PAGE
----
By Bolton Kudzai Kakava
Zimbabwe is a signatory of the UK Eastern-Southern Africa Economic Partnership Agreement (UK ESA-EPA) and the EU interim Economic Partnership Agreement (EU iEPA) which it should utilize to enjoy duty and quota free access to these markets. In addition, Zimbabwe signed a trade agreement with the United Arab Emirates (UAE) for local produce to access the market. Furthermore, the country signed a protocol with China to enable local citrus produce to enter into the Asian country after meeting the phytosanitary requirements. However, most local farmers have limited knowledge about these trade agreements and how to access these global markets. This article will use the Swedish market for fruit and vegetables as an example to illustrate how producers can access the market.
The Swedish market for fresh fruit and vegetables largely depends on imports. As consumers increasingly prefer fresh to processed produce, there are opportunities that Zimbabwe can take advantage of. This writeup provides an introduction to the Swedish market for fresh fruit and vegetables, giving an account of its structure and trends, this from the perspective of Sweden being a market within the EU and what that means in practice.
Sweden and EU market size
According to Statistics Sweden, the country import bill for fresh fruit and vegetables stood at €926 million. This share is much larger than the Swedish production, meaning Sweden relies heavily on imports of fresh fruit and vegetables. The European market for fresh fruit and vegetables is large and stable, with an interest in year-round supply of seasonal products and exotics. Europe is a major player in the fresh fruits and vegetables market, with traders operating globally, including in developing countries.
As a matter of fact, the share of developing countries in European supply is growing, reaching €15 billion of imports of fresh fruit and €3 billion of fresh vegetables in 2018. Intra-European trade represented the largest share for both categories: €19 billion fresh fruit and €17 billion fresh vegetables in 2018. Fruit and vegetables represent the largest category of grocery sales in Sweden, representing 19%, followed by meat (17%) and dairy products (15%).
Seasonality and Swedish demand
Some fruits and vegetable represent 100% imports into the Swedish market. These are products which cannot be produced in that country because of climatic conditions. These include bananas, citrus and pepper, among others. While tomatoes and apples are produced in Sweden, the country often imports from other European countries to supplement requirement. For certain products, however, Sweden is almost self-sufficient. This is the case for carrots for example, of which 90% of the demand is met by domestic production. For pears, however, the domestic production only covers 4% of the Swedish market.
Seasonality plays an important role both in Swedish and European demand for imports of fresh fruit and vegetables. For instance, cucumber and cauliflower are supplied by domestic production in the summer season, while there is no Swedish supply in the winter, hence demand is fully met by imports – largely from other European countries and countries close to Europe.
European seasonality also plays a role in Swedish imports. Spain is the most important producer of oranges in Europe, and the largest supplier to the Swedish market. In off-season, however, Sweden imports from Egypt, also a producer (and supplier not only to Sweden but also Spain), as well as the Netherlands and Germany, which are not producers but traders. The oranges traded through the Netherlands and Germany originate from South Africa and Egypt, the two largest non-European suppliers to the European Union. The seasonal demand means that for products available in Sweden and Europe only during certain months of the year, there are opportunities for producers who can supply during the other months.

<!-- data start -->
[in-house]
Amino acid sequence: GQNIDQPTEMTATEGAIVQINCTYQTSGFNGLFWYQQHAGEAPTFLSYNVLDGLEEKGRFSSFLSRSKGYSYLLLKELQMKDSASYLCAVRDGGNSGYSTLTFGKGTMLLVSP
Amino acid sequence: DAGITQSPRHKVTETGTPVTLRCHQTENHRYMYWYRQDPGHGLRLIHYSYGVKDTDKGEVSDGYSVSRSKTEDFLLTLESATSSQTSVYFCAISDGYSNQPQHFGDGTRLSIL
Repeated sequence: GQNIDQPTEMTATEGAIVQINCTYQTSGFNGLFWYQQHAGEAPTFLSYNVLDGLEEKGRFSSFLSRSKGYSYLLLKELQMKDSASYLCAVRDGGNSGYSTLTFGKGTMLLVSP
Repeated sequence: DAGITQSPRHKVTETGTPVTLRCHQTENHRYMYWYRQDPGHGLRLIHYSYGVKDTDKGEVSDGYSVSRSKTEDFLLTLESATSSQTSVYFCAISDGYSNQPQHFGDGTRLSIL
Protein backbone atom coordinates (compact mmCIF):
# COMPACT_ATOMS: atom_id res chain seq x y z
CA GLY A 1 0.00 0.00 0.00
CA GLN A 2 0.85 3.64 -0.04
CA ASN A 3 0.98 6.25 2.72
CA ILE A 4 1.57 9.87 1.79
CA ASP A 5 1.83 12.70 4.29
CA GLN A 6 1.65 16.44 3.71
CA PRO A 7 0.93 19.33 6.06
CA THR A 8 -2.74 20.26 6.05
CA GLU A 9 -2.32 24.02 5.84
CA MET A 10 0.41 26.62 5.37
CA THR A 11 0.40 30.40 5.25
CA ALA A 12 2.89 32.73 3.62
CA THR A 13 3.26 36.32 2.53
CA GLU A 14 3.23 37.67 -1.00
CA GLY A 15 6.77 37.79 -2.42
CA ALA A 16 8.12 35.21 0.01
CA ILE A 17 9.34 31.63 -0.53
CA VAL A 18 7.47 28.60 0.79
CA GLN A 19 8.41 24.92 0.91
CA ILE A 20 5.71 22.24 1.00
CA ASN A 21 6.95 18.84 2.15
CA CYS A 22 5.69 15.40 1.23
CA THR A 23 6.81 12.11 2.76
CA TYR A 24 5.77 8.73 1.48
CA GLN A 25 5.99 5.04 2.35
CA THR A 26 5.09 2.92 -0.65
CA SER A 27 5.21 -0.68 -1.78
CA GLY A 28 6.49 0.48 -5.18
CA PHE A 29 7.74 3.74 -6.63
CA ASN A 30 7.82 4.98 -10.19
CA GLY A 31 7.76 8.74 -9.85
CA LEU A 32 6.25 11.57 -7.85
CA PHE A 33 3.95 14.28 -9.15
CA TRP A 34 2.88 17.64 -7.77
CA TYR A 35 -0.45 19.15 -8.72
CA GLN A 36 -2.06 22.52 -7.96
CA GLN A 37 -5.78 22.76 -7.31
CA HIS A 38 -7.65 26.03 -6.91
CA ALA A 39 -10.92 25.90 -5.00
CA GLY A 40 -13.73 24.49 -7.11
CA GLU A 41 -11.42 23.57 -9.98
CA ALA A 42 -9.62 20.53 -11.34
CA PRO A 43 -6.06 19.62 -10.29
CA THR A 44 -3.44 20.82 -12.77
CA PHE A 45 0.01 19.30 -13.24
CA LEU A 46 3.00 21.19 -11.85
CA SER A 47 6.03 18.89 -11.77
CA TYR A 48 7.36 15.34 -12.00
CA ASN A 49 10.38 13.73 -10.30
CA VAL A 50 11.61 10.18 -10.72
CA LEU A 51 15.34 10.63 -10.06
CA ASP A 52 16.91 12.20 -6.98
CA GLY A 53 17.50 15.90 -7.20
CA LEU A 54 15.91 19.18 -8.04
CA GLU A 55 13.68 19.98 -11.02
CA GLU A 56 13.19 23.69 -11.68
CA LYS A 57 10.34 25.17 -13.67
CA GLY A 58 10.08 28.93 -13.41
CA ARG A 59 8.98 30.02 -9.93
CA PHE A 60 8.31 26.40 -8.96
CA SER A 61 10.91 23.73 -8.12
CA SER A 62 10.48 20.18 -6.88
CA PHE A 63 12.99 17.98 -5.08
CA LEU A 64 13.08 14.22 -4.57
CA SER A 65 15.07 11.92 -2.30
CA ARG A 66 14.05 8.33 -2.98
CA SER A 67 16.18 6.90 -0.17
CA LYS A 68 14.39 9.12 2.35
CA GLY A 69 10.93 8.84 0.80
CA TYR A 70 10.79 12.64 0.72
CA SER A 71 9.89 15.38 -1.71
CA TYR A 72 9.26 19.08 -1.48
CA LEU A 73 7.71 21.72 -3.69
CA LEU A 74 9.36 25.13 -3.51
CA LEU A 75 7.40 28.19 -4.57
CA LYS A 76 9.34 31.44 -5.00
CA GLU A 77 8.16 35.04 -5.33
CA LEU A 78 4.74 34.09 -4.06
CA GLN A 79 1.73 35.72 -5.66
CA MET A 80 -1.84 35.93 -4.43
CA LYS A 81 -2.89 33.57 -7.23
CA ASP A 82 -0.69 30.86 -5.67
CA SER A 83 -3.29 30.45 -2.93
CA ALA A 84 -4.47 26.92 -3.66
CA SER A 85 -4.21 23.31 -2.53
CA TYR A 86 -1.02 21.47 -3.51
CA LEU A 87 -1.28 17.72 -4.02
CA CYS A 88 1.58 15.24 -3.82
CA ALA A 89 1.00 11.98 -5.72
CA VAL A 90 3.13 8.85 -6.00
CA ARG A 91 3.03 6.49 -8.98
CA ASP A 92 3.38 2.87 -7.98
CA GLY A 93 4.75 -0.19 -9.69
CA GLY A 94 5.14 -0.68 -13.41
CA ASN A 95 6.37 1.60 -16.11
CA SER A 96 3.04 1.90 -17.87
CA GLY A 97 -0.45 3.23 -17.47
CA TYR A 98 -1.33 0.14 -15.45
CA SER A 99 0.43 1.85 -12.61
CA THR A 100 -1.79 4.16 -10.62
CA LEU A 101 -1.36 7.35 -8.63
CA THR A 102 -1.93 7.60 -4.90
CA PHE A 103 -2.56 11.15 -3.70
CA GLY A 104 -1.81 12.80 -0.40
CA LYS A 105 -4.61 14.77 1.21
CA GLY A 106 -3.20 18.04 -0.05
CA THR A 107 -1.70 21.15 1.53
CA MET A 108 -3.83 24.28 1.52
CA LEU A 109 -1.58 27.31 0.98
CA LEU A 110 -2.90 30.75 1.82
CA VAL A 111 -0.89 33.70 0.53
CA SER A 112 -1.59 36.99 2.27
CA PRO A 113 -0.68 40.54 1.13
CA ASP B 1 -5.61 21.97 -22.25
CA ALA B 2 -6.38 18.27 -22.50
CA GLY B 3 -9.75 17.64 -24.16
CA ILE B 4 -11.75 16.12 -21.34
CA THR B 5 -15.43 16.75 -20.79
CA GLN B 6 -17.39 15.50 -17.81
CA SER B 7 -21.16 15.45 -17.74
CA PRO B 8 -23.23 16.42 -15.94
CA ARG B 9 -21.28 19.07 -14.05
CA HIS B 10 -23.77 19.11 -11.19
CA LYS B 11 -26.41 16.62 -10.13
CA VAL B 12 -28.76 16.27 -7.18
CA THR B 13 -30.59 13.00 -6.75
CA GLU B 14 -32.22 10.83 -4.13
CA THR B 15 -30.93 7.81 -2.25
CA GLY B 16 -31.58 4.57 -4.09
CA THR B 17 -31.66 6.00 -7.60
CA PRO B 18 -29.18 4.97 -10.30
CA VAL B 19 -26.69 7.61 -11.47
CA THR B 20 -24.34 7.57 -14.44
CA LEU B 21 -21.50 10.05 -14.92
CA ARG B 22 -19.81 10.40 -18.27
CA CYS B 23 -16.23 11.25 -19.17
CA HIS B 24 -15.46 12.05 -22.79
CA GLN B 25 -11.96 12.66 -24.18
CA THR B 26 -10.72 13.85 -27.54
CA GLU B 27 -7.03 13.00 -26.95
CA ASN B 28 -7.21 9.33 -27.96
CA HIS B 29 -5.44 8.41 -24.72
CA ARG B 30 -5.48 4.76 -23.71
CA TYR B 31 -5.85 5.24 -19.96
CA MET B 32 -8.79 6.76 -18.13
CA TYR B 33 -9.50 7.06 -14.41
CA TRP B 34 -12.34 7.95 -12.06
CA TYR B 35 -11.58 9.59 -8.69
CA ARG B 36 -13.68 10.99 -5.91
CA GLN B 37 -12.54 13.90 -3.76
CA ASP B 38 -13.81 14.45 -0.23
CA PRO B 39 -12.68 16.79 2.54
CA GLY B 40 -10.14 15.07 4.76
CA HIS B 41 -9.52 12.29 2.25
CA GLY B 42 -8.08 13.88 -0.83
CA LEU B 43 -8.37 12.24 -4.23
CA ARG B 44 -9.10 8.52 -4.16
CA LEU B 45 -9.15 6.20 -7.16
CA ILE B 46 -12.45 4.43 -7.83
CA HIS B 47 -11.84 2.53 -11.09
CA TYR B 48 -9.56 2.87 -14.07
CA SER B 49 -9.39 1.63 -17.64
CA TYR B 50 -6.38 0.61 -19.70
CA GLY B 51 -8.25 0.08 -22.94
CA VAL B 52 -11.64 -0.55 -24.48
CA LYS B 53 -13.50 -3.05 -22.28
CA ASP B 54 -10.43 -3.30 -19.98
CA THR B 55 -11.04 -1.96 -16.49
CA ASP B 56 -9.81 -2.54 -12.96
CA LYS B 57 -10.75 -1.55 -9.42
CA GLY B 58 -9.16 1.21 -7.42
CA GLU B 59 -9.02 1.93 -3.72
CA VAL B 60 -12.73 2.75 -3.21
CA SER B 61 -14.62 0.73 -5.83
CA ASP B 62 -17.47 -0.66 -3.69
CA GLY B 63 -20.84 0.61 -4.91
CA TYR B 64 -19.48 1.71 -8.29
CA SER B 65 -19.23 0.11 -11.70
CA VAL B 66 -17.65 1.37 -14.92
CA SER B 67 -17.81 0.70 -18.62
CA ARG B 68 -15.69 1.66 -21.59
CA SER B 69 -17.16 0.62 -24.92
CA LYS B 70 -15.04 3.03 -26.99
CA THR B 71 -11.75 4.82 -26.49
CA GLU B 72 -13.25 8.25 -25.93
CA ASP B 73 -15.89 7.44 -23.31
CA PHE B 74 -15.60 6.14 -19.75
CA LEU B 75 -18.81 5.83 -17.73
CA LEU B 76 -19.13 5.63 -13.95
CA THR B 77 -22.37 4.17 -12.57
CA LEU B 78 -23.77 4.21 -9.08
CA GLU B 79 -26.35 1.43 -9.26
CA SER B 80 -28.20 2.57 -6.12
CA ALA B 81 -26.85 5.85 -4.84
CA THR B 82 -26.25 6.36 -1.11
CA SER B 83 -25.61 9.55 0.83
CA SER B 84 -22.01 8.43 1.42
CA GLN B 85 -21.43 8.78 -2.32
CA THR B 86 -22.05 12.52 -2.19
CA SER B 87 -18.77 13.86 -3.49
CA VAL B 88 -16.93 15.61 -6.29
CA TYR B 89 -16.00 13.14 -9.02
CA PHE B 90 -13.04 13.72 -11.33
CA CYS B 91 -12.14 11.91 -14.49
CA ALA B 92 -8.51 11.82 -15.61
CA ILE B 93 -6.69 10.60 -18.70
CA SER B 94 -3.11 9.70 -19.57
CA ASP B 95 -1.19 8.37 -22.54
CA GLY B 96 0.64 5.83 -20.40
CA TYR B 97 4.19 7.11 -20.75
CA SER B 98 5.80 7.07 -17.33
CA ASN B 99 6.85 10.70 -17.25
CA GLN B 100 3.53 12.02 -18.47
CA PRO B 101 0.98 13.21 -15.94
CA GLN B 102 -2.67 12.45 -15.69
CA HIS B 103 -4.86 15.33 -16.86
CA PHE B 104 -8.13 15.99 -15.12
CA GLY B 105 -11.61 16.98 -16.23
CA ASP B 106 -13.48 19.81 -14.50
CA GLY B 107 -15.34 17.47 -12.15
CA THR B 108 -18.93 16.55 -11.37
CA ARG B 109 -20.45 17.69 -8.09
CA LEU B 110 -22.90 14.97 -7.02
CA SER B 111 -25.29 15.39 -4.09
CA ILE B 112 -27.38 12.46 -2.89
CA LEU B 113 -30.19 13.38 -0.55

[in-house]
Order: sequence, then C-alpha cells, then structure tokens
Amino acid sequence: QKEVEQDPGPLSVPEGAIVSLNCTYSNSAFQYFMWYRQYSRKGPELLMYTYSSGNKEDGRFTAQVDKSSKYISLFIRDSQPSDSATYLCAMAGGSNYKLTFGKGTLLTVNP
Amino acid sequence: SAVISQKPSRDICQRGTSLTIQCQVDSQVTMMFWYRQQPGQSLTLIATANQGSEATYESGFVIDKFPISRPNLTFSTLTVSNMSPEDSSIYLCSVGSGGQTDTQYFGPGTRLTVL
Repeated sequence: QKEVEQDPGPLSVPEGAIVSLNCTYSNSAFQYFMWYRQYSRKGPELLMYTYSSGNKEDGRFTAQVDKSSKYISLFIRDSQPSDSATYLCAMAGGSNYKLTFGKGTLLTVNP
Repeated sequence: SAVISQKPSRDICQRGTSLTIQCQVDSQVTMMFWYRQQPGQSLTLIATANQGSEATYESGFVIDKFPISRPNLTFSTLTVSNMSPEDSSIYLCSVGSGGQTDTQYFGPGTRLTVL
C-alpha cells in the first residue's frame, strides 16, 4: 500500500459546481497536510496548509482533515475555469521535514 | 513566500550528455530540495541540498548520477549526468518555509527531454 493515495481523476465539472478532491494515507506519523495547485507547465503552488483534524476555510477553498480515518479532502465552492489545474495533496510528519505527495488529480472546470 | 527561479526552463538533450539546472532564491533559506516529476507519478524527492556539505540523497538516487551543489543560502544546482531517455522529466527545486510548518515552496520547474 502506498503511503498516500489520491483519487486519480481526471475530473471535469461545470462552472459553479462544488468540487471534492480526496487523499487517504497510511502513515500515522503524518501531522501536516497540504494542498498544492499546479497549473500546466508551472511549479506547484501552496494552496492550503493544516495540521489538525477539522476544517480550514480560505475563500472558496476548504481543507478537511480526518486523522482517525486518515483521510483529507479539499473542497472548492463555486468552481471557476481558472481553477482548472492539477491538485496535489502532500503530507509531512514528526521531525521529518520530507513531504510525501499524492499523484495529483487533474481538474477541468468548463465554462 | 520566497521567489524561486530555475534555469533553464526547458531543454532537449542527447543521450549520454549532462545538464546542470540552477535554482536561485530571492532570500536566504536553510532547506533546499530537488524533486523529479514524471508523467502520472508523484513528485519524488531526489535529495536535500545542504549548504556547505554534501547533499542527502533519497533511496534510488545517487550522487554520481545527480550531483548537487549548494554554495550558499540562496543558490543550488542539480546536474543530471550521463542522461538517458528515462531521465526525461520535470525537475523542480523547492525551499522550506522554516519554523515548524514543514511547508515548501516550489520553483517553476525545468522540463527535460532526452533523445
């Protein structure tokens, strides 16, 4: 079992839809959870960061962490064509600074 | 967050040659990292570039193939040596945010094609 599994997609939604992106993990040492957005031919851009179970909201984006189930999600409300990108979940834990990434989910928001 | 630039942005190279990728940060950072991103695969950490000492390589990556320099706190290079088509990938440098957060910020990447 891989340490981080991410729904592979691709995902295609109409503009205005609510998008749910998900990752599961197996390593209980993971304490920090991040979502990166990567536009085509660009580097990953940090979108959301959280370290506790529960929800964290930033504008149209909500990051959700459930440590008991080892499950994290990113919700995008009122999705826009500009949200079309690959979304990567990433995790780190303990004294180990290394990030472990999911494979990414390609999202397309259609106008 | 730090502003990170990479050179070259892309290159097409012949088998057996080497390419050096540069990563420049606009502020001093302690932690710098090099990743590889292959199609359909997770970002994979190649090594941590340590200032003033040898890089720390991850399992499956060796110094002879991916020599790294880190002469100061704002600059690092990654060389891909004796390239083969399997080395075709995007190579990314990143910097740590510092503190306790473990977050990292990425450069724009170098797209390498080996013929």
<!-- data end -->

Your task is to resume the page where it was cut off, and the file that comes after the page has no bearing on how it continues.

Certification and sustainability
The importer is liable for the products they place on the Swedish market and in order to have proof of compliance with EU legislation, they often look at food safety certification. GLOBALG.A.P. has become such a common requirement. In fact, it has become a prerequisite for exporting to Sweden/European market. GLOBALG.A.P. includes food safety and traceability, environmental and social welfare, as well as the Hazard Analysis and Critical Control Point (HACCP), which is also part of the European legislation.
Apart from GLOBALG.A.P., food safety certification is generally required by all European and Swedish importers and the majority will require certification according to a product safety standard approved by the Global Food Safety Initiative (GFSI), for example BRCGS and FSSC 22000. There are two organic labels on the Swedish market: the EU organic logo, and the Swedish KRAV certification. The EU certification is the basis for products marketed as organic in the EU, as it certifies the minimum requirements for organic established by the EU.
KRAV is older and has a better consumer recognition in Sweden, although the requirement to include the EU organic logo on all organic production the EU, has led to increased recognition, at the expense of country logos such as KRAV. Nevertheless, KRAV still holds an added value in the view of Swedish consumers, while the EU logo is expected to continue to grow in recognition.
In conclusion, farmers, food processers and feed manufacturers in Zimbabwe must comply with these food safety standards to find their produce on international markets such as Sweden and the EU.
Bolton Kudzai Kakava is a regulations and compliance consultant and regenerative organic agriculture agronomist.
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